1M Users Strong, Schoology Grabs $6M To Take On Blackboard, Moodle
by Rip Emerson
Schoology, the makers of a one-stop, cloud-based learning management system for primary and secondary schools, is announcing today that it has closed a $6 million Series B round of venture funding. The round was led by FirstMark Capital and includes a contribution from existing investor Meakem Becker Venture Capital, bringing the New York-based startup’s total funding to $9.3 million.
For those unfamiliar, Schoology is building on the concept behind services like BlackBoard, Moodle, and Edmodo by way of a collaborative learning platform that allows schools to integrate online education, classroom management, and social networking through a good-looking, Facebook-esque interface. The cloud-based solution is available both for free, as a stand-alone product, and as a fee-based, enterprise-grade solution for schools and districts.
The appeal of Schoology for teachers is that they’re able to sign up for the service in a few minutes and can easily invite their students into the system using a unique access code. Therein, teachers can build a curriculum, create lesson plans, assign tests and quizzes, while students can submit their homework and join groups to participate in collaborative study projects, etc. Teachers can then grade assignments and also have the ability to take advantage of collaboration and content sharing with other educators within their school or school district, as well as adding apps into their workflow.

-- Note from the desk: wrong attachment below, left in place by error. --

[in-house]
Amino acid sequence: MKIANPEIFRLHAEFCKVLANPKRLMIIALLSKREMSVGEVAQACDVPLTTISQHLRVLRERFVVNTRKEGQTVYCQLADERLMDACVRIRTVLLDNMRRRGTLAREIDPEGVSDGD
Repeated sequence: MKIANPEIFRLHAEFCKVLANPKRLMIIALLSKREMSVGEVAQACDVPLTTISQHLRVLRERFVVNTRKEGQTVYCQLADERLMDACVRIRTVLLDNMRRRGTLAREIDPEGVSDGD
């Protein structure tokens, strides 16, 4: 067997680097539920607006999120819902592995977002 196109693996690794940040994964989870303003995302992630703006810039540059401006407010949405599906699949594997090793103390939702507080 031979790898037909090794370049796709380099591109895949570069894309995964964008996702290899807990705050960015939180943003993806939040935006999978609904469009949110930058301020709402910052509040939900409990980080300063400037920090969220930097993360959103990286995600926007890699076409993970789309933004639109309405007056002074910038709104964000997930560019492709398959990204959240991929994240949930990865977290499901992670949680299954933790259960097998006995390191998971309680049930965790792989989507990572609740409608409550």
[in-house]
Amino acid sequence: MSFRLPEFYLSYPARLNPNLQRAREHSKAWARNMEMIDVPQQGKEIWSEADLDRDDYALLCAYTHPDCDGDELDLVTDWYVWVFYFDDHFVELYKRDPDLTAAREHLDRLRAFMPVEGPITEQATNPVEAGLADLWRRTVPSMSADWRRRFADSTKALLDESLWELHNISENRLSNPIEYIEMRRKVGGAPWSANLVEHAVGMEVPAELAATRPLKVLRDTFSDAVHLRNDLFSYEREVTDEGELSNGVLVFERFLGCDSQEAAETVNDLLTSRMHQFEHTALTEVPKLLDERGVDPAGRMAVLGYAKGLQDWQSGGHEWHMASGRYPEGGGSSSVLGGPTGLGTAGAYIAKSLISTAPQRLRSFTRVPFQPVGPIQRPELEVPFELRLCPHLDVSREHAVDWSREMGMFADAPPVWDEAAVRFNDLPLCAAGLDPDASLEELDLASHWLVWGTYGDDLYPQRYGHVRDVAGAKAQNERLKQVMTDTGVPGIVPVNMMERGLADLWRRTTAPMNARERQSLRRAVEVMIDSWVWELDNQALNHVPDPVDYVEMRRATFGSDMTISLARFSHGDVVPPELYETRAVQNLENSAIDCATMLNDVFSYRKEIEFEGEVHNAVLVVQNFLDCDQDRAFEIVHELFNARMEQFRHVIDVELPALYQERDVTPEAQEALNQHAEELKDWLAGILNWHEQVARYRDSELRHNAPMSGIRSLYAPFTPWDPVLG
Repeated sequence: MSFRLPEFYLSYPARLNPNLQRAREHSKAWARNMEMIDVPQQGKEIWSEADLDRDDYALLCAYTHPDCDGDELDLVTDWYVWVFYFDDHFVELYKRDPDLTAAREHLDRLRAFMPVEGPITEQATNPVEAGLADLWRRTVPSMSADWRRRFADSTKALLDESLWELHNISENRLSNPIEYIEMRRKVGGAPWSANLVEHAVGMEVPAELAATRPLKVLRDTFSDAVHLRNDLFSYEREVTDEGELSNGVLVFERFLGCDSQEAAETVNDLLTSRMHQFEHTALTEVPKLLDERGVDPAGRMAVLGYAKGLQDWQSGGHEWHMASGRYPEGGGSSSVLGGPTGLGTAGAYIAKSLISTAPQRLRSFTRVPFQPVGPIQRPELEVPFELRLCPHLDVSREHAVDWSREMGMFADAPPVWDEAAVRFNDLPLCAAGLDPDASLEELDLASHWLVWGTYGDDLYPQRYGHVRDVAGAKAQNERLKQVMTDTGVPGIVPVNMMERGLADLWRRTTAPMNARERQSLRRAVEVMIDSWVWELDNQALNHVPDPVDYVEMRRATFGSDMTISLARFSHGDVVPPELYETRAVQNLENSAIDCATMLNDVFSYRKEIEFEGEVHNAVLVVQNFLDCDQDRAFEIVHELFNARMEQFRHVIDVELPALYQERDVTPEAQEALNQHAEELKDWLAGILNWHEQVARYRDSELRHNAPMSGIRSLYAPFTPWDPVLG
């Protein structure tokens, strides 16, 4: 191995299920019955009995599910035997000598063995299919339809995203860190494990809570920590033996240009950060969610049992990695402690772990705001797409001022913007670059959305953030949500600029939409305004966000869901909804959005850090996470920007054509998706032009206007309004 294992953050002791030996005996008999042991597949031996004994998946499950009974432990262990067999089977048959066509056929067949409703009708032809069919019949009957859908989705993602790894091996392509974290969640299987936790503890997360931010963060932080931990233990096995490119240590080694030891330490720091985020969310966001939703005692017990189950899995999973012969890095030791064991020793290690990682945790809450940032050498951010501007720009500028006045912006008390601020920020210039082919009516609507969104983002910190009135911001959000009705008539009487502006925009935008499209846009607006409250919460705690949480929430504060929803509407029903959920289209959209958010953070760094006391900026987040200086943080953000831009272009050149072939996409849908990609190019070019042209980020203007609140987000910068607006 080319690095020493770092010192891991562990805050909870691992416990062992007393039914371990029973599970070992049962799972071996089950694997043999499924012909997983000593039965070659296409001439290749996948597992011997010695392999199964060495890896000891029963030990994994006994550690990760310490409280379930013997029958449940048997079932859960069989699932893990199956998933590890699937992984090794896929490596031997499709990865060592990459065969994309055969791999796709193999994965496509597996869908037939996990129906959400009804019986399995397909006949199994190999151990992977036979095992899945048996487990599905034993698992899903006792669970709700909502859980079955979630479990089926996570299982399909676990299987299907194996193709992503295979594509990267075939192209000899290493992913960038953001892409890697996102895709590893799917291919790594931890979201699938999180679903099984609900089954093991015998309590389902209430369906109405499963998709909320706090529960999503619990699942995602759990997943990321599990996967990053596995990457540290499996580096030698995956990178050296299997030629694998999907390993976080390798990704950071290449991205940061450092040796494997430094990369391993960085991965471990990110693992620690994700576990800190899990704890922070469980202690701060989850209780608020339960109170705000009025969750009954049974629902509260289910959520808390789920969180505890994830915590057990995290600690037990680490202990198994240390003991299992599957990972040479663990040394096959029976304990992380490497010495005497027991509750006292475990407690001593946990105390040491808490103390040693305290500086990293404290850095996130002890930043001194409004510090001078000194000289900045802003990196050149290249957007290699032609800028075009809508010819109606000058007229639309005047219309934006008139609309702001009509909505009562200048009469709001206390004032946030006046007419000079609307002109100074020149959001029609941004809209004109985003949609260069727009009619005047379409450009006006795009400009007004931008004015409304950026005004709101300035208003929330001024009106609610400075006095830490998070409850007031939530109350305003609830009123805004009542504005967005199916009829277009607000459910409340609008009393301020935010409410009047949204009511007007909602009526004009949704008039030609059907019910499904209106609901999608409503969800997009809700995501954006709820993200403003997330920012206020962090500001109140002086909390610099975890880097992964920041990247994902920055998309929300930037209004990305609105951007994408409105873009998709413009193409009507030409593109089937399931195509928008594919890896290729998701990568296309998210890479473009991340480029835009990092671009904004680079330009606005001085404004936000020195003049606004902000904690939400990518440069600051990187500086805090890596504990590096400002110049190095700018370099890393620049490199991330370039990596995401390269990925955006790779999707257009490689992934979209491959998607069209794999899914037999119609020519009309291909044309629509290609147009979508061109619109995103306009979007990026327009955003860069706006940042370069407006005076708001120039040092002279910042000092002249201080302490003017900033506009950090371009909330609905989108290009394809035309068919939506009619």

Schoology believes that its value proposition is in the way that its platform can be used across schools and spaces, allowing a diversity of organizations to participate in shared classes, groups, and discussions. In this sense, as FirstMark Managing Director Amish Jani says, Schoology doesn’t need to spend months and years convincing heads of a school system that the technology suits their needs, instead, “users simply adopt it, and Schoology then has the privilege of notifying districts or universities about additional capabilities available to them with a few clicks of a button.”
The goal is to push schools towards the adoption of Open Educational Resources. As education adopts digital textbooks, adaptive learning, and the flipped classroom, there will increasingly be a need for platforms that bring these next-gen technologies together. Schoology wants to be that platform, much in the same way that Boundless Learning is approaching the problem through creating open, expanded digital textbooks as the framework for the future of educational platforms.
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